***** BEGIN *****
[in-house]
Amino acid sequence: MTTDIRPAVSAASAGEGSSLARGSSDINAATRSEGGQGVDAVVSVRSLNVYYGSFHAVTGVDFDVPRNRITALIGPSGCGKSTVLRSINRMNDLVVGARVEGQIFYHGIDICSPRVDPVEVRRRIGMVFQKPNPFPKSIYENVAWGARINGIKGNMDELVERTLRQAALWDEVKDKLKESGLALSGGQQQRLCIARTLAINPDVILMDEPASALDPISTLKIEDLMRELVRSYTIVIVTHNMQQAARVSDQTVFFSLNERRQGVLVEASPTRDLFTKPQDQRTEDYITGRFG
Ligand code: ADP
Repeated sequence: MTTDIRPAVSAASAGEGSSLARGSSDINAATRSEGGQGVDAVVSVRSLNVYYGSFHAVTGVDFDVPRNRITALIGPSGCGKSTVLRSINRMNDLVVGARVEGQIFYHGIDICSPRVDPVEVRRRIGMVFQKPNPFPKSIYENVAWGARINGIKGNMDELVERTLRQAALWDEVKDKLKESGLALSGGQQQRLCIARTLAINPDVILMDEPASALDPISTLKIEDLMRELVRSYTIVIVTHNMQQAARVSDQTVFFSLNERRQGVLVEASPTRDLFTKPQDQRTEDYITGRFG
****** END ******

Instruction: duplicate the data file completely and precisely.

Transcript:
[in-house]
Amino acid sequence: MTTDIRPAVSAASAGEGSSLARGSSDINAATRSEGGQGVDAVVSVRSLNVYYGSFHAVTGVDFDVPRNRITALIGPSGCGKSTVLRSINRMNDLVVGARVEGQIFYHGIDICSPRVDPVEVRRRIGMVFQKPNPFPKSIYENVAWGARINGIKGNMDELVERTLRQAALWDEVKDKLKESGLALSGGQQQRLCIARTLAINPDVILMDEPASALDPISTLKIEDLMRELVRSYTIVIVTHNMQQAARVSDQTVFFSLNERRQGVLVEASPTRDLFTKPQDQRTEDYITGRFG
Ligand code: ADP
Repeated sequence: MTTDIRPAVSAASAGEGSSLARGSSDINAATRSEGGQGVDAVVSVRSLNVYYGSFHAVTGVDFDVPRNRITALIGPSGCGKSTVLRSINRMNDLVVGARVEGQIFYHGIDICSPRVDPVEVRRRIGMVFQKPNPFPKSIYENVAWGARINGIKGNMDELVERTLRQAALWDEVKDKLKESGLALSGGQQQRLCIARTLAINPDVILMDEPASALDPISTLKIEDLMRELVRSYTIVIVTHNMQQAARVSDQTVFFSLNERRQGVLVEASPTRDLFTKPQDQRTEDYITGRFG